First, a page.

Richard Akinjide, the Ibadan High Chief and Minister for Justice in the Second Republic who died early hours of today was one of the five or so politicians who, till today, best personify the politics of the ruling party in Nigeria’s Second Republic – the National Party of Nigeria, (NPN) led by Chief Adisa Meredith Akinloye but whose presidential candidate was the late Alhaji Shehu Shagari. That was from 1979 to 1983 before they were overthrown by General Muhammadu Buhari in the 31st December coup 1983.
The other such personalities cannot but be the late Dr. Chuba Okadigbo, the University of Nigeria, Nsukka philosopher and self-acclaimed sharp-shooter who was the Political Adviser to President Shagari; Alhaji Maitama Bello who, as Minister for Internal Affairs, deported the Majority Leader of Borno State House of Assembly, Alhaji Shugaba Darman thereby bringing charges of despotism against the NPN and the grandmaster of them all, the late Umaru Dikko, the University of London trained Mathematician and self-acclaimed tactician of the party. Dikko once told this reporter along with another journalist from the Weekly Trust that his essence in power was not money but power. And power for two reasons: how to run opponents of the Shagari regime out of town politically and how to neutralise the military officers he suspected of plotting to overthrow the Shagari Government. He was replying to the question of how he could be so poor in the evening of his life when, as Chairperson of Shagari’s re-election as well as the notorious Presidential Taskforce on Rice, he must have amassed wealth. He said in the interview in April 1999 that the allegations against him were fabricated by Generals he had challenged to leave the military and join politics instead of wanting power through the backdoor. And that he never aspired to be rich in money terms, saying he had been vindicated by all the probes the successor regime ordered into his time in power. Anyway, none of the Generals he had in mind replied him when the interview was published in the Weekly Trust.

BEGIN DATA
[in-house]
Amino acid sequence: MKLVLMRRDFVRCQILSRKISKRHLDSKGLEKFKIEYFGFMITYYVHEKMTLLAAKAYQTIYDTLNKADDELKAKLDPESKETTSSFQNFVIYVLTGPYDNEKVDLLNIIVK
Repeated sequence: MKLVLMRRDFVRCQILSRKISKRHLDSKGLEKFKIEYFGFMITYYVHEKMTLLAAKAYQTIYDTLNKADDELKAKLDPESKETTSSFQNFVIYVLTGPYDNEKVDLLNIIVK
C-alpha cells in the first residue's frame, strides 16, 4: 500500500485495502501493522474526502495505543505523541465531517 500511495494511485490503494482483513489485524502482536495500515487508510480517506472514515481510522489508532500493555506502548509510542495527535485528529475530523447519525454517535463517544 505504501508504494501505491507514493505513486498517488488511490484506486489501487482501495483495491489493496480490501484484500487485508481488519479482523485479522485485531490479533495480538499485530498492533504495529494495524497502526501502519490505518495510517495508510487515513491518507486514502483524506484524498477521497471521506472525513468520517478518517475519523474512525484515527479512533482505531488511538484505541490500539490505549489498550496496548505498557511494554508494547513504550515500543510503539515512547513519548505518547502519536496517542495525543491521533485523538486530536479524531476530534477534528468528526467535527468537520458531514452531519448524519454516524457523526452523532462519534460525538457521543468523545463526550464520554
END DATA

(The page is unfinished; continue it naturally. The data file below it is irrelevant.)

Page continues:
But, out of this list, Richard Akinjide was the most symbolic. First, he was operating in Chief Awolowo’s stronghold – the Southwest. He was one of the established faces of the NPN in that environment. As Prof Jibrin Ibrahim who did an academic study of the NPN would say, the party was a re-arrangement of fractions of key regional camps into a national platform for the purpose of ‘primitive accumulation of power’ rather than that of ‘primitive accumulation of profit’. It was an assemblage for nationalising sharing of the national cake as opposed to the regional approach of the First Republic. So, NPN saw parties such as the Unity Party of Nigeria, (UPN) or Dr. Nmandi Azikiwe’s Nigerian People’s Party, (NPP) which still had a regional foothold as some kind of organisational dinosaurs or abberations.
Akinjide was the face of the NPN in the Southwest along with other key players such as Chief Akinloye and MKO Abiola until he fell out with the NPN when they blocked him against Shagari’s second term with Umaru Dikko’s punchline that the presidential candidacy was not for sale. Akinjide occupied the same position as people like Dr Alex Ekwueme and Chuba Okadigbo in the East where NPP was the leading party.